April 24, 2014

Weight loss play is a horror/comedy

Ashlie Atkinson and Meredith Holzman in a scene from ‘January Joiner’ at the Long Wharf Theatre.

 Ashlie Atkinson and Meredith Holzman in a scene from ‘January Joiner’ at the Long Wharf Theatre. Ashlie Atkinson and Meredith Holzman in a scene from ‘January Joiner’ at the Long Wharf Theatre.“January Joiner: A Weight Loss Horror Comedy” by Laura Jacqmin gives world premieres the dubious reputation they so often deserve. This particular production at Long Wharf Theatre’s Stage Two in New Haven tries to spew so many messages that it gets lost in its own spin.  Two sisters come to Evolve, an upscale weight loss center in Florida, to shed pounds. What makes this play so weird and gives it its horror classification is a weird and diabolical vending machine that does a lot more than talk and deliver goodies. 

Two fitness instructors, Brian and April, are devoted to their professions to the point where Brian wants to live his entire life in this facility and April will stop at nothing to succeed. Clients include Darnell and a pair of sisters, Terry and Myrtle. After learning that there has been some sibling rivalry between the two sisters throughout their lives especially when it came to boys, we see that they are starting to bond as they go through the demands of a rigorous workout schedule. However, when Brian falls for Myrtle, the old wounds return with the sisters at odds over the same man. 

Darnell, who is smitten with Terry, doesn’t count in Terry’s eyes. She sees Darnell as a fat man and closes her eyes to anything else about him. Darnell is comfortable with who he is. He only attends these weight loss sessions to meet people. However, it is when the audience recognizes that Terry doesn’t see the person beyond the weight that we begin to understand what the playwright intends for us to see. People are so quick to think that a thin person is a perfect person. When the heavier sister loses so much weight that the other sister doesn’t recognize her and doesn’t even like her anymore, then the theme of transformation and evolution (remember the name of the spa is “Evolve”) would be firmly set, except for the vending machine from hell.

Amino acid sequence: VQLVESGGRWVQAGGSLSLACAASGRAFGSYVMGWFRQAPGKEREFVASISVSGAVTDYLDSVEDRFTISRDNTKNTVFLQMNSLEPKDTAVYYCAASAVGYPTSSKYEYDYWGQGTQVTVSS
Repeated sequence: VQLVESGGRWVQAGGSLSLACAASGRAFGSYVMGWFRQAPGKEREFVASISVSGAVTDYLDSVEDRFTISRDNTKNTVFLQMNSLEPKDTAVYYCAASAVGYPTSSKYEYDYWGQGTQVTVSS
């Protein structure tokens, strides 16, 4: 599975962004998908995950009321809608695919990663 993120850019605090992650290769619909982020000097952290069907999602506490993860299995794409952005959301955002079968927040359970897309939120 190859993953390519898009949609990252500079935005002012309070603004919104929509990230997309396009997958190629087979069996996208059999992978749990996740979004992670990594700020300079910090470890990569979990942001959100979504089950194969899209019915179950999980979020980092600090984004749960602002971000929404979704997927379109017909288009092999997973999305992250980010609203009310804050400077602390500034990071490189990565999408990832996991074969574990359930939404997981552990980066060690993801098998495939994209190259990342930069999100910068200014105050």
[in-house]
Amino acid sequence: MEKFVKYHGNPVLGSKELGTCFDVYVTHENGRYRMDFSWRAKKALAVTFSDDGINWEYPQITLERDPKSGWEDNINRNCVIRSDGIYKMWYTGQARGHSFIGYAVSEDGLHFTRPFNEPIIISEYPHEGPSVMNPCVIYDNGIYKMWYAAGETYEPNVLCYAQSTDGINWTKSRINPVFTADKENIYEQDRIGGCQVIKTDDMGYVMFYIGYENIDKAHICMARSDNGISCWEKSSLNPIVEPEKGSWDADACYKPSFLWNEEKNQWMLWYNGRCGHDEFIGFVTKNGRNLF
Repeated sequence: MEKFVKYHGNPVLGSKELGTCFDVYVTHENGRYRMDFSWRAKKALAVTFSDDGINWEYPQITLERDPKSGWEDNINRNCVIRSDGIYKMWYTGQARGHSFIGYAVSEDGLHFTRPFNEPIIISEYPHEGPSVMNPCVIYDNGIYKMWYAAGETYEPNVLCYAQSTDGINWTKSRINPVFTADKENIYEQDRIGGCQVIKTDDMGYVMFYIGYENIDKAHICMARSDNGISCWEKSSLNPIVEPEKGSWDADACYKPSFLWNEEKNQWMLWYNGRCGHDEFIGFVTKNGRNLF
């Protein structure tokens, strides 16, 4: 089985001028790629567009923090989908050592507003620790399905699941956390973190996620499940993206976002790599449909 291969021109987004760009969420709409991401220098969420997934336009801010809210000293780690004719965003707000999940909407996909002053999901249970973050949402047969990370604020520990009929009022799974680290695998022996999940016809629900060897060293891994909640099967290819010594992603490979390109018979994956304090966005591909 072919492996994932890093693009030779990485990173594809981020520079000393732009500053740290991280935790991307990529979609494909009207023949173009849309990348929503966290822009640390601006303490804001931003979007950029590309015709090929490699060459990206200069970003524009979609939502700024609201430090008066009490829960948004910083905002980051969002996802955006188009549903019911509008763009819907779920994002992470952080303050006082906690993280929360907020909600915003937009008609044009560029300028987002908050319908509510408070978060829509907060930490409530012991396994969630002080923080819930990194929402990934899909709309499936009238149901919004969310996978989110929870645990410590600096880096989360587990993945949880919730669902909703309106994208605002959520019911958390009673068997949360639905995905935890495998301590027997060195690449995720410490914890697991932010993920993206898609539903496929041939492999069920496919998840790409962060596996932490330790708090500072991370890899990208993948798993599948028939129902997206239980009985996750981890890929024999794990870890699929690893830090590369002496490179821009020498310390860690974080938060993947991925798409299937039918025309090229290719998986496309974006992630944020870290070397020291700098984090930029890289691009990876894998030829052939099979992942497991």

Frustration drives Myrtle to the machine where instead of getting a forbidden treat, she receives a serrated knife. This is where the play begins to falter. Anyone who would get such an item from a talking vending machine would either report it to someone or stay away from the machine. Not so with Myrtle. She returns again and again to more horrifying experiences.  The ridiculous ending wipes out all hope for making sense of a play that started out okay and wound up a complete mess. 

Directed with precision by Eric Ting, who almost made sense out of this work, everything else about the production worked like a charm. The cast is superb. Ashlie Atkinson as Terry, Anthoney Bowden as Brian, Tonya Glanz as April, Meredith Holzman as Myrtle, Maria-Christina Oliversas as the Terry double, and Daniel Steward Sherman as Darnell play their roles convincingly. 

The creative team is spot on with Narelle Sisson’s sparkling, sterile set, Dana Botez’s politically correct and streamlined green and white workout suits, and Stephen Strawbridge’ lighting design and Leah Gelpe’s imaginative sound effects. 

This is a two-act, two-hour production running through Feb. 10. Box office: 203-787-4282.

Joanne Greco Rochman is an active member in The American Theatre Critics Association, and covers art and culture in a blog for CBS and CBS-CT.  She welcomes comments. Contact: jgrochman@gmail.com.